We have seen it happen many times. The invitation song is sung and during that last verse a struggling or wayward Christian comes forward. In some instances it is because of sins they have committed for which they are ashamed and repentant; other times it is the fact that they have been out of duty for a period of time, doing nothing to serve the Lord and they want to rededicate their lives to God and his service. How do we react to those individuals?
You see, when it comes to an individual obeying the Gospel and being immersed in water, the response is unanimous – there is joy and happiness and thanksgiving. Unfortunately, sometimes the reaction is not the same when an individual comes forward seeking forgiveness and restoration. Sometimes it is because there have been problems and sins committed within the congregation and among individuals; and injured feelings are still present. Sometimes there is the feeling of judgment as to the sincerity of the individual who is seeking restoration: are they serious, or will this be occurring again in a few weeks or months? So people go up, shake their hand or give them a quick hug, exchange some pleasantries and that is the end of it. Brethren, such a response ignores the tenor of Scripture as to the magnitude of what occurs when one seeks restoration to God. Consider the Scriptures.
James wrote, “Brethren, if any of you do err from the truth, and one convert him; Let him know, that he which converteth the sinner from the error of his way shall save a soul from death, and shall hide a multitude of sins” (Jam. 5:20-21). James says that the erring member who is brought back is a soul saved from death. That individual was one who was on the way to eternal condemnation if corrections were not made, but there is now reunion with God because of repentance.
Jesus gave the account of the lost sheep in Matthew 18:11-13 when he said, “For the Son of man is come to save that which was lost. How think ye? if a man have an hundred sheep, and one of them be gone astray, doth he not leave the ninety and nine, and goeth into the mountains, and seeketh that which is gone astray? And if so be that he find it, verily I say unto you, he rejoiceth more of that sheep, than of the ninety and nine which went not astray.” When combined with the parable of the prodigal son in Luke 15 the imagery is clear: God rejoices just as much with the restoration of a lost sheep of the flock as he does when a new sheep is added to the fold.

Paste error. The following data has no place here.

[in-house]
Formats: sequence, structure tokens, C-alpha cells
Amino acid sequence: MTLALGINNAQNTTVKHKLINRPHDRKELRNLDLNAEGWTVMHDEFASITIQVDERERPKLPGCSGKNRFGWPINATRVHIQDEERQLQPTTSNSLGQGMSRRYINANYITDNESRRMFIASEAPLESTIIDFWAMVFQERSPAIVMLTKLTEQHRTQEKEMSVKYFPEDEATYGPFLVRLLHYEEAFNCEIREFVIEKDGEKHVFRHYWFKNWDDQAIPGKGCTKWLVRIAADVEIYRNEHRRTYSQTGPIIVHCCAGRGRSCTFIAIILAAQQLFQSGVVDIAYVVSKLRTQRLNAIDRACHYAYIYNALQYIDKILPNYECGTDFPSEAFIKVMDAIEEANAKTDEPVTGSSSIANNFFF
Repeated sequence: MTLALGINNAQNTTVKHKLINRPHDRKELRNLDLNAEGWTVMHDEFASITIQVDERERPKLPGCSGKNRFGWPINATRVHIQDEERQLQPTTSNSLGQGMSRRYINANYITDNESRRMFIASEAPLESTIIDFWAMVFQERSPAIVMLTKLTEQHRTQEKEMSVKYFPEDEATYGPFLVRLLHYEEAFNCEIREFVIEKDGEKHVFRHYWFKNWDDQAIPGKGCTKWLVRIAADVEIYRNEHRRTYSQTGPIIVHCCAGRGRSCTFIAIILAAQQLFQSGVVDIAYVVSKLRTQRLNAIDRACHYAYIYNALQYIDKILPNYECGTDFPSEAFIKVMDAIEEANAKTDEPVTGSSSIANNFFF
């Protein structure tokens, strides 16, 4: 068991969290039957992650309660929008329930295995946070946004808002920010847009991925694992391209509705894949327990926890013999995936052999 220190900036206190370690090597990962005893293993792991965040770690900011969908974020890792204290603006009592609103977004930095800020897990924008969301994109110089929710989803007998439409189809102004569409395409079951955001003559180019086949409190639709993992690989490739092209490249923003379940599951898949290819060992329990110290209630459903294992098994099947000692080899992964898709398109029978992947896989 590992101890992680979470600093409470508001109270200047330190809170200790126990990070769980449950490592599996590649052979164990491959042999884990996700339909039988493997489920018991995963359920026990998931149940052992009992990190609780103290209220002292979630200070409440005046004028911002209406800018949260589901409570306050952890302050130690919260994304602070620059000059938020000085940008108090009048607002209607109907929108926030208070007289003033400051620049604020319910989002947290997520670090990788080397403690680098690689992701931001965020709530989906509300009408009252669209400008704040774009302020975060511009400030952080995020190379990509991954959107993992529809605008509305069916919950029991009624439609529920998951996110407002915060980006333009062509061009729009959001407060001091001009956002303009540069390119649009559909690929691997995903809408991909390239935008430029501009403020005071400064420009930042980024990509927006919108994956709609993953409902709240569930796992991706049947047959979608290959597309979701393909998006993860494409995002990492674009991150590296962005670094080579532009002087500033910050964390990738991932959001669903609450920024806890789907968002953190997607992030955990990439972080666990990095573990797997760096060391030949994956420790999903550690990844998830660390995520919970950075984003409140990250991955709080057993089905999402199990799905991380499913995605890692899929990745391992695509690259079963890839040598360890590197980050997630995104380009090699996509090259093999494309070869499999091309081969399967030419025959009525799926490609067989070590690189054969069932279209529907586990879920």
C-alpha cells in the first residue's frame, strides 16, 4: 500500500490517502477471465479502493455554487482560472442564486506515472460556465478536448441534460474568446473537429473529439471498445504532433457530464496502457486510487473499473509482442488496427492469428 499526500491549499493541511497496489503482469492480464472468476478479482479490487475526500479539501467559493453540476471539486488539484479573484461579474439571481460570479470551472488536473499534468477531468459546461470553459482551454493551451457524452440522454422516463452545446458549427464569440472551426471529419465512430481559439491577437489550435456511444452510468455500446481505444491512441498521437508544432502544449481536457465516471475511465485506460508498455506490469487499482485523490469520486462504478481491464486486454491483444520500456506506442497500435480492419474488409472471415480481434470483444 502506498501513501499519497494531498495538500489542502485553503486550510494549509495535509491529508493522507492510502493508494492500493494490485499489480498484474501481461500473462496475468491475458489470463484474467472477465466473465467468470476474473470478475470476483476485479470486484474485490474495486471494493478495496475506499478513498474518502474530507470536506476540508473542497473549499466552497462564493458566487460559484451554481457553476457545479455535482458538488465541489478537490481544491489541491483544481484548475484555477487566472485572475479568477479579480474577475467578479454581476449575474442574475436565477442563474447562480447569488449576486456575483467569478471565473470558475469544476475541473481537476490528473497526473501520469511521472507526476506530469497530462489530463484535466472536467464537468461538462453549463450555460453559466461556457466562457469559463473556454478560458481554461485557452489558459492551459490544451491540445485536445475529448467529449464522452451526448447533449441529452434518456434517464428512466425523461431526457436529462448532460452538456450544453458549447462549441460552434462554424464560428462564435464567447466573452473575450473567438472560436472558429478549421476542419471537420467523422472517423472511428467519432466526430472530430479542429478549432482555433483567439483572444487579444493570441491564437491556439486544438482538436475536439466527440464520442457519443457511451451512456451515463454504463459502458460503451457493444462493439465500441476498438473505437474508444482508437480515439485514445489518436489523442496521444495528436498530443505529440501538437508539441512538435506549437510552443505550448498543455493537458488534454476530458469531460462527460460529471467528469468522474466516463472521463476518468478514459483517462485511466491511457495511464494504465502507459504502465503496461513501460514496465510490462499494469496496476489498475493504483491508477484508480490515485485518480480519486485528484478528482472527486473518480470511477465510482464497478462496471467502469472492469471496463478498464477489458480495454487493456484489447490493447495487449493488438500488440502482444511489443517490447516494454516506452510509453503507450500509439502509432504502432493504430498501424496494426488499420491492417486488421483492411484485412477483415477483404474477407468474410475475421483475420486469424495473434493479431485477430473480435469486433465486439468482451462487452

The question for us is: do we react like God? Do we, with joy and thanksgiving, embrace that brother or sister and let them know the prayers that have been answered and the joy that is felt at seeing them return to Christ? Do we publish their names in the church bulletin with the same zeal and joy that we would a new member of the flock? Do we send them cards of encouragement thanking them for their courage and desire to do what is right? Do we make special efforts to strengthen them for the work after the same type as we would a new convert? We should be doing all of these things. There should never be any doubt as to how we feel when the erring come home, and it should never be shown to be the reactions of the older brother (Luke 15:25-32). Instead, it should be with the love, mercy, and exuberance exhibited by the father at the saving of a lost soul.
Let us ever monitor our reactions to restorations, for they say a great deal about our priorities, our spiritual focus, and our own relationship with God; and may our love for God and our brethren give us the compassion and forgiveness necessary to always respond appropriately.